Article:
What this tells me is that people are really feeling the pinch across the spectrum, and having to change their perception of YS food, taking it because they have to, rather than, like me, because they want to. Rather than buy stuff full price, there now seems to be a distinct preference to taking the same item on YS, even if it's only 20p or 50p off, as it's now 20p or 50p that they can then spend on something else. This is particularly true of meat, fruit and "treats" such as cakes.

I can't see this trend changing anytime soon...
As a part timer in the YS dept I've noticed similar but I think a lot of shops are managing their stocking levels more tightly, there certainly seems to be less in the shops to be reduced in the first place as opposed to the 'stack em high' policy of a couple of years ago.
 
No disrespect to either of you,and you both make good points.Im sure we're in agreement on Brexit and it's a disaster waiting to happen.But getting back to the Tories and where we are and were before, we see things different,I see a country fecked for many allready.
I don't think you can blame any one political party for that - better blame the adversarial nature of British politics with its "blame the other" attitude, where each time a government changes, it's a case of "we'll fix what you broke" and so on, ad infinitum.

Brexit doesn't mean much to a lot,a think a lot of the leave voters were enticed by false promises.
I'd say a fair proportion of leave votes were also a protest against the government - which is usually the case in ballots that aren't a general election - and that they may not have realised the consequence of voting the way that they did.
 
It's okay for me but just in case anyone has a problem viewing it via the embedded tweet, here it is in its inglourious basterdness:

View attachment 488297
It's getting to the point that I don't want to say I'm British on my CV. Not because I fear repercussions -people here are uniformly concerned about how it will affect us- but because I'm embarrassed.

And this, too: https://www.bbc.co.uk/news/business-49970197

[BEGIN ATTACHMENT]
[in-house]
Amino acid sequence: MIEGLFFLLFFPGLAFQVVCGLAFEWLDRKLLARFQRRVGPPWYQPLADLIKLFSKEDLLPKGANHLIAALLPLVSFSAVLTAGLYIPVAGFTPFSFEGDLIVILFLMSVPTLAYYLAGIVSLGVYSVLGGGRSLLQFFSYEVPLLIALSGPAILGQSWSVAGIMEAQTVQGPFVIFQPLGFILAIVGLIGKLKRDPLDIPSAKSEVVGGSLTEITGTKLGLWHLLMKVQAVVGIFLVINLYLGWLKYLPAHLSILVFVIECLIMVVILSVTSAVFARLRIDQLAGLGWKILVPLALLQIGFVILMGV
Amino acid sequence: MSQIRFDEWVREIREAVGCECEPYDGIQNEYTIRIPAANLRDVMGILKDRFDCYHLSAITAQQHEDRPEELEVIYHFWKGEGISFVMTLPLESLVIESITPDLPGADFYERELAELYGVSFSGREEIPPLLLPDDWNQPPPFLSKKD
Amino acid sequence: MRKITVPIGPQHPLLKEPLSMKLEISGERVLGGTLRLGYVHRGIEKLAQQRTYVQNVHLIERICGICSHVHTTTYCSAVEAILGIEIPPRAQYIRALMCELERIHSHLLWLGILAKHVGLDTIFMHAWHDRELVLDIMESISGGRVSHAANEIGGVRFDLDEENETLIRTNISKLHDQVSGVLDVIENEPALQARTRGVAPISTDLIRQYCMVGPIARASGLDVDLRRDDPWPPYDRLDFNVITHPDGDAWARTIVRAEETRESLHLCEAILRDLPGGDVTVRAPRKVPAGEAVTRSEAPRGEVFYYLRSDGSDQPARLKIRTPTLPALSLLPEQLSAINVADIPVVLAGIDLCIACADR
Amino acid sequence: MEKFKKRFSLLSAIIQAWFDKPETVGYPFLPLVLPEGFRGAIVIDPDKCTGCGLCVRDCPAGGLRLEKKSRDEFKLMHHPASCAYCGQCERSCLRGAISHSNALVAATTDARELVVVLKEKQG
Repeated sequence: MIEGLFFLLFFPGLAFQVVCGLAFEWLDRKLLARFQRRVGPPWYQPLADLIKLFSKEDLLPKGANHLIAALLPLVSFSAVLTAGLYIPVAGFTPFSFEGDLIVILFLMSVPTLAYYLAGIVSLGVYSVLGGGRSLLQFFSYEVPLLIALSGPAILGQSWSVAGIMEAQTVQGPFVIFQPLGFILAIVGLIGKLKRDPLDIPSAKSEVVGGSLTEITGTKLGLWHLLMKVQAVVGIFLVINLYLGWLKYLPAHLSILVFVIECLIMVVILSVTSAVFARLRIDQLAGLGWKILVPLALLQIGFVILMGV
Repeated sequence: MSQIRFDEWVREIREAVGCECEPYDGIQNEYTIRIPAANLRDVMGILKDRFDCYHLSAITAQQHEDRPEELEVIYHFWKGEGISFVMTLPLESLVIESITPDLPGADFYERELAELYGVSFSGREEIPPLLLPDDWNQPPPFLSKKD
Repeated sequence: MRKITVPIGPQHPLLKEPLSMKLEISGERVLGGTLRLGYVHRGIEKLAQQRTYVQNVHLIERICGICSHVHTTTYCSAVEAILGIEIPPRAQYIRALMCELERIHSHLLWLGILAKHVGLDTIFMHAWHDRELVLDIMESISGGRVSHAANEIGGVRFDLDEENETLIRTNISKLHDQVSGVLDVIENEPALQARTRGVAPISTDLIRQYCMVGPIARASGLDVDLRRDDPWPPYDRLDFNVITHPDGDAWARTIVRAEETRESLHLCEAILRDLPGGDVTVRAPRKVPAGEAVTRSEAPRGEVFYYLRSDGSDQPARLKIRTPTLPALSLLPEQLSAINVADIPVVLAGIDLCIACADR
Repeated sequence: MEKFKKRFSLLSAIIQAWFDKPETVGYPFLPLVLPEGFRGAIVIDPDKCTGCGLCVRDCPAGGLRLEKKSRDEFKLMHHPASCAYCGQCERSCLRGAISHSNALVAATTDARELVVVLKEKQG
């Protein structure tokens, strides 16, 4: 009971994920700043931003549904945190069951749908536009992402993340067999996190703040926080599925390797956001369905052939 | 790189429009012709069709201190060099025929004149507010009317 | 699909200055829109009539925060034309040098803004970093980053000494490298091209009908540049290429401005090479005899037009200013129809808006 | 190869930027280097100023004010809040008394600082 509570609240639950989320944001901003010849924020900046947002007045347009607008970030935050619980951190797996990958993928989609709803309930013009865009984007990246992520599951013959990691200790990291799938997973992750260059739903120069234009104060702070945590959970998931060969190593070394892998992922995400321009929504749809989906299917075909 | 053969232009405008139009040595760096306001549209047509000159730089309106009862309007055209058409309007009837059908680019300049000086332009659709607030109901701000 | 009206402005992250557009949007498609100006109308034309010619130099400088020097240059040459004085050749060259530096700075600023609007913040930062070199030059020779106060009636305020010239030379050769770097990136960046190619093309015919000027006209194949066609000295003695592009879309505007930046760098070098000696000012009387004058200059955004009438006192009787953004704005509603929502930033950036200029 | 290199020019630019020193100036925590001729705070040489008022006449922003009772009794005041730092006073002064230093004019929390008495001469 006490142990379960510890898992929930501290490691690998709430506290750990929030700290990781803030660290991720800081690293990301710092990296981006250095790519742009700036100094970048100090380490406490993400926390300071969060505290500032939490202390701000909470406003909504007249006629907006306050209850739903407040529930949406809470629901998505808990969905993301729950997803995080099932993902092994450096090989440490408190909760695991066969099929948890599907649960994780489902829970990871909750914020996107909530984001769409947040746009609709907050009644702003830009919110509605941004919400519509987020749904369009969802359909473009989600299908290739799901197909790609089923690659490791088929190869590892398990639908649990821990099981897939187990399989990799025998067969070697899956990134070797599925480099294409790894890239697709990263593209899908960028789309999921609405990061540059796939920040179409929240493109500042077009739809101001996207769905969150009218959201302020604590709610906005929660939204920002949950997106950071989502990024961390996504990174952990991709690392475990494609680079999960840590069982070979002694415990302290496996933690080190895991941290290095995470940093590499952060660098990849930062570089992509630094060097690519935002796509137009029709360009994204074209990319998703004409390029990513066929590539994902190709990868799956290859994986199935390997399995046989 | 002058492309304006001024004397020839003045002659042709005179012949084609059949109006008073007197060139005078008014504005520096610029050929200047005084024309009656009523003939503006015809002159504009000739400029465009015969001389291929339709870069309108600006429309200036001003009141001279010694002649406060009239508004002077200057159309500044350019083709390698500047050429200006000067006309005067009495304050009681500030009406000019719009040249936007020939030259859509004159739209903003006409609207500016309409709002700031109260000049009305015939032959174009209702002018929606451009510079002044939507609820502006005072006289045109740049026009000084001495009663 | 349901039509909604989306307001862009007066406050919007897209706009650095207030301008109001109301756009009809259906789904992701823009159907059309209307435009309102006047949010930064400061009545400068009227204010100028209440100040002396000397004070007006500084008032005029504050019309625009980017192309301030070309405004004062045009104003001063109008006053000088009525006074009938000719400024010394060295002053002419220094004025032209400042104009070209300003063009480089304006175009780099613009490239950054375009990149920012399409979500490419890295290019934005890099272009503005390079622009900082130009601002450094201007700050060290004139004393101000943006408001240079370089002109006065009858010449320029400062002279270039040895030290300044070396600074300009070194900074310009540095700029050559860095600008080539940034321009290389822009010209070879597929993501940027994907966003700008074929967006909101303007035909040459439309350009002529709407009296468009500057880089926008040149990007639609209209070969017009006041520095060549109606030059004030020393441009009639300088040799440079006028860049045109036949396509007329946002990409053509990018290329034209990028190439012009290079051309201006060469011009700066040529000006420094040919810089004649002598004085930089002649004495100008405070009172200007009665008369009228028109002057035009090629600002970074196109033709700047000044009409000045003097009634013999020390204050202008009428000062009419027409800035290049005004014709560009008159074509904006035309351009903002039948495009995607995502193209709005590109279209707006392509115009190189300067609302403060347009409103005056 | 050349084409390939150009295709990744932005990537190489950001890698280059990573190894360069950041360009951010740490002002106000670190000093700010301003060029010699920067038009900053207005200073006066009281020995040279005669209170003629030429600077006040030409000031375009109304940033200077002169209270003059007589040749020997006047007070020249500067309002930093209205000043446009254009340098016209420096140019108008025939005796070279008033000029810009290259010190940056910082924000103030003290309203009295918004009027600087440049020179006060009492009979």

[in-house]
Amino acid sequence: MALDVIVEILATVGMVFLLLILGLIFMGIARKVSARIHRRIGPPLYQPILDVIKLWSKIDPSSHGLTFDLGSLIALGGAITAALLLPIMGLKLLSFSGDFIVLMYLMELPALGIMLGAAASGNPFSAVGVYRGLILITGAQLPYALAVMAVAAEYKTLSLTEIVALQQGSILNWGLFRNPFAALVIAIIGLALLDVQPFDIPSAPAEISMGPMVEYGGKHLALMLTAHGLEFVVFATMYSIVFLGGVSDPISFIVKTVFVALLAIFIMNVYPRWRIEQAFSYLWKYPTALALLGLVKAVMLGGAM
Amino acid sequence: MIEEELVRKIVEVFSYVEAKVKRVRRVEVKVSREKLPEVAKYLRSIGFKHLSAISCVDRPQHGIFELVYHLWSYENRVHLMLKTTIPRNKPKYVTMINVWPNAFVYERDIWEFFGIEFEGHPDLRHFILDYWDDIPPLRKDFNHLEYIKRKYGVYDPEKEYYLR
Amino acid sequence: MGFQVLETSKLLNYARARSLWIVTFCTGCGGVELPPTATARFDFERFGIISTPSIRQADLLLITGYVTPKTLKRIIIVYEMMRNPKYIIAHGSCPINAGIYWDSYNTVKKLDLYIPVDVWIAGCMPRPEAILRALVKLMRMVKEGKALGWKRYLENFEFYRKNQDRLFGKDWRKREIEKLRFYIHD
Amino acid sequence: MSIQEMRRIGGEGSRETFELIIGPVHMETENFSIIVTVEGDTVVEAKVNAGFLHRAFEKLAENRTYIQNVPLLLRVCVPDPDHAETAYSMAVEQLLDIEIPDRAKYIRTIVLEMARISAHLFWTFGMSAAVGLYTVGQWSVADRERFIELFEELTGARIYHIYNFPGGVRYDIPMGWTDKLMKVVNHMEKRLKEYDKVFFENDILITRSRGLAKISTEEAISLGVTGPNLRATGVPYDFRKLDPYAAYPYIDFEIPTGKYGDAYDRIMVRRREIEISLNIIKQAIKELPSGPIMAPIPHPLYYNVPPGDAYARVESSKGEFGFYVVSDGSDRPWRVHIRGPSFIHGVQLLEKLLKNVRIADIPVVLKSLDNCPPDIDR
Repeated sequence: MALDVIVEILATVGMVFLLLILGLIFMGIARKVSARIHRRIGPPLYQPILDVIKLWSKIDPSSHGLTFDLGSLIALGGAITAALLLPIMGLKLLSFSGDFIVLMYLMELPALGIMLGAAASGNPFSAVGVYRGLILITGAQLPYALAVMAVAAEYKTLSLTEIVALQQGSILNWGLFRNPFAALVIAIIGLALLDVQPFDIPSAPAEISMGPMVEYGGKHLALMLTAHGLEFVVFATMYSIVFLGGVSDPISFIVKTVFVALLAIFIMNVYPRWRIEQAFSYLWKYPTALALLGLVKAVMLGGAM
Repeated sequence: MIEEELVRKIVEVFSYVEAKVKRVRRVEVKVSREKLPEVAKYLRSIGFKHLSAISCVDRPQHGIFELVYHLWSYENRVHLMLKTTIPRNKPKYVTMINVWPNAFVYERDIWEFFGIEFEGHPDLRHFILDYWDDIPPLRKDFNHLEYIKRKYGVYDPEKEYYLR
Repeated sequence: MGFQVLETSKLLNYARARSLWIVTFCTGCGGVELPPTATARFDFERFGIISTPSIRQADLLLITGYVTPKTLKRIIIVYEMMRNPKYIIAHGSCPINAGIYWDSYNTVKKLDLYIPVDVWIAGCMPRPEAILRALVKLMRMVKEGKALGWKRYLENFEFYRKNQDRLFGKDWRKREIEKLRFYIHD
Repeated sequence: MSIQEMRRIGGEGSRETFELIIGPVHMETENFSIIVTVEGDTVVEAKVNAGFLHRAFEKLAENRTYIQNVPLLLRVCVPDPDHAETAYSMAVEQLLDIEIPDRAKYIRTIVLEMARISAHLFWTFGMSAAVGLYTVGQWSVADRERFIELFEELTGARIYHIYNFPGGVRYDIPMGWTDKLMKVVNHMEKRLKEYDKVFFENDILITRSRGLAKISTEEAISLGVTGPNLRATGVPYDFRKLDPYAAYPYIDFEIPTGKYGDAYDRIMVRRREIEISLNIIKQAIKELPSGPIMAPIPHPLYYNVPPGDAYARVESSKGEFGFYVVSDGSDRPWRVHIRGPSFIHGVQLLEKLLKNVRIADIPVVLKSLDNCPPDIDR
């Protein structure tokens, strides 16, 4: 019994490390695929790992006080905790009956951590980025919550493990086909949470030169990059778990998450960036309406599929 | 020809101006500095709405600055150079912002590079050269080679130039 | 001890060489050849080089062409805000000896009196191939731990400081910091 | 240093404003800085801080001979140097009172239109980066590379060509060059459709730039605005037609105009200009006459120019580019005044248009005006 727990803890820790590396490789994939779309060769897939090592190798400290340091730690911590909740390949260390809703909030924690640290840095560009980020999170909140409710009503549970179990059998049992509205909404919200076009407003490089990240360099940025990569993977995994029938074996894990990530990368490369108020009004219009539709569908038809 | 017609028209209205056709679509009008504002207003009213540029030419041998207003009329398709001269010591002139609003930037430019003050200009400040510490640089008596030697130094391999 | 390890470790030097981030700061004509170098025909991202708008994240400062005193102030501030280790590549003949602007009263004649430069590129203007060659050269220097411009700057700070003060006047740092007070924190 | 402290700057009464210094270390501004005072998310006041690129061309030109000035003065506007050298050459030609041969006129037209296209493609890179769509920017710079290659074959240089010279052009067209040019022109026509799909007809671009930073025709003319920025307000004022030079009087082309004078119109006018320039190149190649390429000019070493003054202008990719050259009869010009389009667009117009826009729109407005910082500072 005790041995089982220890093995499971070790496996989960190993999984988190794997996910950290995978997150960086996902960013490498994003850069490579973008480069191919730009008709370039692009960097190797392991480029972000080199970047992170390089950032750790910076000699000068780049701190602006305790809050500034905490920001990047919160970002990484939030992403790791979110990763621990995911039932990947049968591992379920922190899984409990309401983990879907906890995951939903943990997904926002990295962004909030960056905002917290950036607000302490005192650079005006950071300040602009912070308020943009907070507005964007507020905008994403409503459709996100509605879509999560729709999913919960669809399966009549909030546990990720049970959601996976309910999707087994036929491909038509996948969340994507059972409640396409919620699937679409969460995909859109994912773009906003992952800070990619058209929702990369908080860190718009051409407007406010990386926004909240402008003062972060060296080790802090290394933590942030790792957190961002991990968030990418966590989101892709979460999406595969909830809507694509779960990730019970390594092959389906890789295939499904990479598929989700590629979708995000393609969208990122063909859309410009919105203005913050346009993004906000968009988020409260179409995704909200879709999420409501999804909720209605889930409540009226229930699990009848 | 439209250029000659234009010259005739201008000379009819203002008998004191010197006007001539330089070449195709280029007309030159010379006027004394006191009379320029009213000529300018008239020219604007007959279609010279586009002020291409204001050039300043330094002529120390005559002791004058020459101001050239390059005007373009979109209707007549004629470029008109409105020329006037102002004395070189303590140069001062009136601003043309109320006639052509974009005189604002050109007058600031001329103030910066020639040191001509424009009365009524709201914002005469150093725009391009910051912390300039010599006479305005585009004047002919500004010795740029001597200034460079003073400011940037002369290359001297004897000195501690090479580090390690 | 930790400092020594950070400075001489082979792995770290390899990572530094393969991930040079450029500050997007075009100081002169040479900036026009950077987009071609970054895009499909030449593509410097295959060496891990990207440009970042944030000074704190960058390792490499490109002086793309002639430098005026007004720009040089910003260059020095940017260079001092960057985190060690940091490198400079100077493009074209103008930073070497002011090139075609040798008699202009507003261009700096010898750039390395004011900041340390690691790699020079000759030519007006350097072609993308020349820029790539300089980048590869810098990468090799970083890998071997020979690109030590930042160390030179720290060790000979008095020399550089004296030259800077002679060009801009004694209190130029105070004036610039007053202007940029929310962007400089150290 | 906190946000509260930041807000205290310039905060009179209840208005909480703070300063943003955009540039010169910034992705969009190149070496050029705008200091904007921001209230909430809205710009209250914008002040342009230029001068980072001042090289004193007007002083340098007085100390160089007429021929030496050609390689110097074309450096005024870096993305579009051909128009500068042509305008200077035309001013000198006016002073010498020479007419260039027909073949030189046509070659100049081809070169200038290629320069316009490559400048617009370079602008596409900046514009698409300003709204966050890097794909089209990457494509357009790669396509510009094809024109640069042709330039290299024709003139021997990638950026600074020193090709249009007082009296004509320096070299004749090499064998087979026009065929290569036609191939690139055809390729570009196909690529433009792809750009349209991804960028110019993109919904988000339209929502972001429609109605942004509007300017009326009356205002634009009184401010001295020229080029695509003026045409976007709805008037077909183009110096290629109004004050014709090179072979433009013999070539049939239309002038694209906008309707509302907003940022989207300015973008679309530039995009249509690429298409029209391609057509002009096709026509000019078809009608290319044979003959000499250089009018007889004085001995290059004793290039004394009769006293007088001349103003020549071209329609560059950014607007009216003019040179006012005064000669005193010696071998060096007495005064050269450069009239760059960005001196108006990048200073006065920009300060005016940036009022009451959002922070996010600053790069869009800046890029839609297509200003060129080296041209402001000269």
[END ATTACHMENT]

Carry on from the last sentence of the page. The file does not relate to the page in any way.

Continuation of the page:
UK farmers also now realising that Brexit isn't such a great idea... And the haulage industry.

Oops.
This reminds me of the Nottinghamshire miners who dutifully supported the government in the 1984 strike against pit cliosures, and then had their pits closed soon after.

Lol your fecking right I've got a chip on my shoulder about them.With good reason.Austerity....remember.
There's the difference between you and me...I wouldn't endorse a Tory goverment under any circumstances !
You actually think we were doing ok before the whole brexit shitshow ? Nah not for me.Austerity was killing people before all this and will continue to under them.
I still wonder if that wasn't the goal of Austerity: Artificially create a crisis, then tell people to blame foreign people and immigrants, pretend that the EU 'forces' the UK to take unlimited numbers (Ssh, don't talk about the Schengen agreement), and then offer a 'solution' in the form of Brexit.

It wouldn't be the first time.

Now, I don't believe a word that the man says, but taking it at face value this would put them on a collision course with Farage voters.

Boris Johnson promises not to automatically back no-deal at next election
I suspect it's an attempt to keep more moderate Brexiters on his side. I wouldn't trust him either but he is of the opinion that Brexit supporters have memories like a goldfish and will forget about it all be tomorow afternoon as long as he says something outrageous about the EU in the meantime.